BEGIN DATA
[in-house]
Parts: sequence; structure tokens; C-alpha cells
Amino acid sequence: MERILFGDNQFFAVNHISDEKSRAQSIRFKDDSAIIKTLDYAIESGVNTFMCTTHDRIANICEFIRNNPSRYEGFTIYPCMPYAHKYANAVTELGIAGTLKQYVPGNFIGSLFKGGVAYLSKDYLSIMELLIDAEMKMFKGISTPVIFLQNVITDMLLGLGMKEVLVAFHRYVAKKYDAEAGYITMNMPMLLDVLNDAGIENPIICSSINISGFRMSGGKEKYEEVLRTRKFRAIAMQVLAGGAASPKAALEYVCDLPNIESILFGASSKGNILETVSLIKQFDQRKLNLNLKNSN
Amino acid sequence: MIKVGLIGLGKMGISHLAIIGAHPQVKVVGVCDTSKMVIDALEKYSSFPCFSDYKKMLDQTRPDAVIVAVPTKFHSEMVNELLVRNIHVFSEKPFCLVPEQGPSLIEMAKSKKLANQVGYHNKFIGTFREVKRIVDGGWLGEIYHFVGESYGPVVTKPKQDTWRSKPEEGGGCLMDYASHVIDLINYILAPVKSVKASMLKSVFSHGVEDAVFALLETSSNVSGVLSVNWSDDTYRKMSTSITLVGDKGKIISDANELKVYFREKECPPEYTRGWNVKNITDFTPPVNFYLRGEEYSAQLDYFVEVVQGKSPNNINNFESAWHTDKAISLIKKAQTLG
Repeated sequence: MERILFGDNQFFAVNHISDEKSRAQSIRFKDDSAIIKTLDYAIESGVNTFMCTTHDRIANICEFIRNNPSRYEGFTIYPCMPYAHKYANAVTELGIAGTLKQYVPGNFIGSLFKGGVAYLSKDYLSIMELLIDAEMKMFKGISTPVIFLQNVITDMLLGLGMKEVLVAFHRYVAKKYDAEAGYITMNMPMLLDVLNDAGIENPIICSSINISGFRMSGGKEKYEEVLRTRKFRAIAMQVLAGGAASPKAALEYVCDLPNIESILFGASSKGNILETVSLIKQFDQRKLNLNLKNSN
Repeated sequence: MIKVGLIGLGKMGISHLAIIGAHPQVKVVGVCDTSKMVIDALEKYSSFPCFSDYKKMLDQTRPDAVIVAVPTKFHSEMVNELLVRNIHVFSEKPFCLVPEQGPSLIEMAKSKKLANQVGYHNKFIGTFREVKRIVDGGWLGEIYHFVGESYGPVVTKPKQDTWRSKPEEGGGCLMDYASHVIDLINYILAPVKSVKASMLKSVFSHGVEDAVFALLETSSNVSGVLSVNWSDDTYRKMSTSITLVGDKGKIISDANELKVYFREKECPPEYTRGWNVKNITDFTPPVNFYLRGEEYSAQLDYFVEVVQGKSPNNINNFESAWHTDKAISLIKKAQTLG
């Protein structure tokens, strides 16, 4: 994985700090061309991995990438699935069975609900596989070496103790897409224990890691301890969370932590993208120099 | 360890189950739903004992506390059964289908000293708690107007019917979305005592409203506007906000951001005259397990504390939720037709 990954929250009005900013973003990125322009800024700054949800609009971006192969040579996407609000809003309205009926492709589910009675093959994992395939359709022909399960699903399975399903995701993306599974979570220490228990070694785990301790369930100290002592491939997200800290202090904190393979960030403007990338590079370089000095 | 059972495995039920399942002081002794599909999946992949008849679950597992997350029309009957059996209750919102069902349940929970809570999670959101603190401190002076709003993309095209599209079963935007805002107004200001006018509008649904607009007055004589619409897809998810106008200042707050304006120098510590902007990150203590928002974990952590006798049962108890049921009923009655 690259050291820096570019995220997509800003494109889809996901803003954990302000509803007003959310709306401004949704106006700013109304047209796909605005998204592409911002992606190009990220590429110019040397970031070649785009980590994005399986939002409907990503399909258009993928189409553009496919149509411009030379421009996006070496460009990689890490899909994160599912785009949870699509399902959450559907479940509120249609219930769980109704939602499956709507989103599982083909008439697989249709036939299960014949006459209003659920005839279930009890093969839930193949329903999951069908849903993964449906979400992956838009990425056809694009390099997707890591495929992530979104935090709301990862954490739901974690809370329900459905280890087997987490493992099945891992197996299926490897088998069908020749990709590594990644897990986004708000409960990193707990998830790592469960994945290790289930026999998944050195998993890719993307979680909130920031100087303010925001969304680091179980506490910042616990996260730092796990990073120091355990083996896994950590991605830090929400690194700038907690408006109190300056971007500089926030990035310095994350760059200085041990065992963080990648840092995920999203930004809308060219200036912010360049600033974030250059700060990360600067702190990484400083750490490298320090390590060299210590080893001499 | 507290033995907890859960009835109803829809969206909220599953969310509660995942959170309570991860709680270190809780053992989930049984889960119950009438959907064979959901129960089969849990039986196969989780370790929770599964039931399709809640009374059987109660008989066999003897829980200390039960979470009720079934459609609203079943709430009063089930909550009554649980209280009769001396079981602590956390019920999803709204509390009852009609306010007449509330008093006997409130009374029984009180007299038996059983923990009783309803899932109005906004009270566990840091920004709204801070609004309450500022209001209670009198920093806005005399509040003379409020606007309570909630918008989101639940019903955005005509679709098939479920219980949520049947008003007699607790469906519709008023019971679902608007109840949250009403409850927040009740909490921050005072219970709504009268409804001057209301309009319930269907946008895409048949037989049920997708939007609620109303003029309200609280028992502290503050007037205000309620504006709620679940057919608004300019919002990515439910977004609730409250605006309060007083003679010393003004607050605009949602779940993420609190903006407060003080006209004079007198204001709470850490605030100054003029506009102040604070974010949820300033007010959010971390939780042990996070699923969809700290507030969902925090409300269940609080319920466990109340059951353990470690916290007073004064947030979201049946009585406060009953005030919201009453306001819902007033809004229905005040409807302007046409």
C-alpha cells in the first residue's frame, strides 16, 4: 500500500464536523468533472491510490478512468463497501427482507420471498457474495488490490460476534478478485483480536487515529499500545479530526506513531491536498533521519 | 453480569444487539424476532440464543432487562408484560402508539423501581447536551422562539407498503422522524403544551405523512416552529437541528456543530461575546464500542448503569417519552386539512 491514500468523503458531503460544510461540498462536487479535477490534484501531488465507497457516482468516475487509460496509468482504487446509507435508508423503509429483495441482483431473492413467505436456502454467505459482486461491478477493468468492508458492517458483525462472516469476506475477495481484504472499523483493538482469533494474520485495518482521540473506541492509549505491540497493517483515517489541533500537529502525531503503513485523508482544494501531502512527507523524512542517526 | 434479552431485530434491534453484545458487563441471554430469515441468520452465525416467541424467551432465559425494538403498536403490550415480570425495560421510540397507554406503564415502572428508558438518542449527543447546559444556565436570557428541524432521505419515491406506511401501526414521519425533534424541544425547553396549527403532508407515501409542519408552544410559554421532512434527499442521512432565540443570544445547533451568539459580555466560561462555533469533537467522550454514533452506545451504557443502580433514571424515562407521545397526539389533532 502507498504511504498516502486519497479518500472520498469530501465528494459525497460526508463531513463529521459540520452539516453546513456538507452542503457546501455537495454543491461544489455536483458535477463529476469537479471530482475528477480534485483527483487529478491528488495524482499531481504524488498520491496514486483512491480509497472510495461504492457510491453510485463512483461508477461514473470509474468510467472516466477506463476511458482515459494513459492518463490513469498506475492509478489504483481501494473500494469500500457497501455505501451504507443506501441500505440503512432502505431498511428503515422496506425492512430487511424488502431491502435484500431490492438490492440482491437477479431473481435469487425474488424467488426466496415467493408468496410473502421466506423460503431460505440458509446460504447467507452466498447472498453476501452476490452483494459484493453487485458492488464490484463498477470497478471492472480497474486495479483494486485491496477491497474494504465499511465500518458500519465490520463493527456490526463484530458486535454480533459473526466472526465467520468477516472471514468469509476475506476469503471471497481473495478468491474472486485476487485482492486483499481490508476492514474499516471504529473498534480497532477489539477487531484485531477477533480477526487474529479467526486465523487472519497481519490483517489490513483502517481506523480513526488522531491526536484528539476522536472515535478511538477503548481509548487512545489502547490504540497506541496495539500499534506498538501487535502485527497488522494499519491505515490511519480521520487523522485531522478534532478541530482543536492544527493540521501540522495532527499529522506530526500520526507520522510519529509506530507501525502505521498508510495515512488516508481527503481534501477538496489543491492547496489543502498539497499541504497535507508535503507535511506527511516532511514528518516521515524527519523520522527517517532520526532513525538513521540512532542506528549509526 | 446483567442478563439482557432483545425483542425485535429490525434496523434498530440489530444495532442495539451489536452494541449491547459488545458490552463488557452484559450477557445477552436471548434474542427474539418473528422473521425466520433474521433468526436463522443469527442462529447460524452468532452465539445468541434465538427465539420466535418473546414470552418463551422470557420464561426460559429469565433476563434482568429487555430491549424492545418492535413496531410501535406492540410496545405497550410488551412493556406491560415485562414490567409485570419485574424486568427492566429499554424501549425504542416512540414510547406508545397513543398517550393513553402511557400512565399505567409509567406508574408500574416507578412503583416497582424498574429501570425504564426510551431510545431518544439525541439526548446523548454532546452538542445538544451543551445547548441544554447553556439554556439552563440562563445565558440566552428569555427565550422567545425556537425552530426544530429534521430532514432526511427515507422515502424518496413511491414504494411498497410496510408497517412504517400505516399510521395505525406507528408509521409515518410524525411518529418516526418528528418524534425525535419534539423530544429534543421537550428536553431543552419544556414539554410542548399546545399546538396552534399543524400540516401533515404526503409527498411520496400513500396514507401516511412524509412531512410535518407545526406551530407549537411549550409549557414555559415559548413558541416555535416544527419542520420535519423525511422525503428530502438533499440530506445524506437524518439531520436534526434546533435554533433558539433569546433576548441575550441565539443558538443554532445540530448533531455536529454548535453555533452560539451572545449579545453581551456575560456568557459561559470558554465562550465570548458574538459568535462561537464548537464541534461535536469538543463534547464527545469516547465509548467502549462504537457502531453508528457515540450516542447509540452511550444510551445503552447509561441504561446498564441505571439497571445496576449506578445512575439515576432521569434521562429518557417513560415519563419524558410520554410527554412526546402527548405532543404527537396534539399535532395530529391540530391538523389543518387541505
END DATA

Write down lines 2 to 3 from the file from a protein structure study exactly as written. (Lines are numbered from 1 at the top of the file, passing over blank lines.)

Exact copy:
Parts: sequence; structure tokens; C-alpha cells
Amino acid sequence: MERILFGDNQFFAVNHISDEKSRAQSIRFKDDSAIIKTLDYAIESGVNTFMCTTHDRIANICEFIRNNPSRYEGFTIYPCMPYAHKYANAVTELGIAGTLKQYVPGNFIGSLFKGGVAYLSKDYLSIMELLIDAEMKMFKGISTPVIFLQNVITDMLLGLGMKEVLVAFHRYVAKKYDAEAGYITMNMPMLLDVLNDAGIENPIICSSINISGFRMSGGKEKYEEVLRTRKFRAIAMQVLAGGAASPKAALEYVCDLPNIESILFGASSKGNILETVSLIKQFDQRKLNLNLKNSN